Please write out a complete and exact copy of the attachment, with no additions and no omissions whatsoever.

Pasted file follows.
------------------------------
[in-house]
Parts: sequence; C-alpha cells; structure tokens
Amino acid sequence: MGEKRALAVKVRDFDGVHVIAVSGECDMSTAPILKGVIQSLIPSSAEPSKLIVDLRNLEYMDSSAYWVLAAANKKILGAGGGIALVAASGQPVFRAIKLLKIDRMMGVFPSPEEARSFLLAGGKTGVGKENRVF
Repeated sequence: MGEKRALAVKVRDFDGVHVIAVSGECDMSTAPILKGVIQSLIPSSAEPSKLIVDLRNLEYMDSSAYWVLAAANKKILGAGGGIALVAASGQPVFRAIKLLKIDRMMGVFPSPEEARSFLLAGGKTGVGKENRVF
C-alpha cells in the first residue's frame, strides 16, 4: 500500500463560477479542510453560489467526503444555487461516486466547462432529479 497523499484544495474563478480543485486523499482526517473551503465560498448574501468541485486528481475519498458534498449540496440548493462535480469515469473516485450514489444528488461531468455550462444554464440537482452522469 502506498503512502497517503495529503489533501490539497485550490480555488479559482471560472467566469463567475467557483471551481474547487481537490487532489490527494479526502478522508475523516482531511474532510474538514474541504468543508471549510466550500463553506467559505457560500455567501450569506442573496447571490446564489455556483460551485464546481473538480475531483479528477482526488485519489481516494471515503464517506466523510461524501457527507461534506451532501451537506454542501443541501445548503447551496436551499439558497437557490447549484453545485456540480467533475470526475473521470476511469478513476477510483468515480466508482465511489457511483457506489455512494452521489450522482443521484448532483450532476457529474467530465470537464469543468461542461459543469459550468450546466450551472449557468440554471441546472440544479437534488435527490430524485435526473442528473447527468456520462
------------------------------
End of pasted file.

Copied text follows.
[in-house]
Parts: sequence; C-alpha cells; structure tokens
Amino acid sequence: MGEKRALAVKVRDFDGVHVIAVSGECDMSTAPILKGVIQSLIPSSAEPSKLIVDLRNLEYMDSSAYWVLAAANKKILGAGGGIALVAASGQPVFRAIKLLKIDRMMGVFPSPEEARSFLLAGGKTGVGKENRVF
Repeated sequence: MGEKRALAVKVRDFDGVHVIAVSGECDMSTAPILKGVIQSLIPSSAEPSKLIVDLRNLEYMDSSAYWVLAAANKKILGAGGGIALVAASGQPVFRAIKLLKIDRMMGVFPSPEEARSFLLAGGKTGVGKENRVF
C-alpha cells in the first residue's frame, strides 16, 4: 500500500463560477479542510453560489467526503444555487461516486466547462432529479 497523499484544495474563478480543485486523499482526517473551503465560498448574501468541485486528481475519498458534498449540496440548493462535480469515469473516485450514489444528488461531468455550462444554464440537482452522469 502506498503512502497517503495529503489533501490539497485550490480555488479559482471560472467566469463567475467557483471551481474547487481537490487532489490527494479526502478522508475523516482531511474532510474538514474541504468543508471549510466550500463553506467559505457560500455567501450569506442573496447571490446564489455556483460551485464546481473538480475531483479528477482526488485519489481516494471515503464517506466523510461524501457527507461534506451532501451537506454542501443541501445548503447551496436551499439558497437557490447549484453545485456540480467533475470526475473521470476511469478513476477510483468515480466508482465511489457511483457506489455512494452521489450522482443521484448532483450532476457529474467530465470537464469543468461542461459543469459550468450546466450551472449557468440554471441546472440544479437534488435527490430524485435526473442528473447527468456520462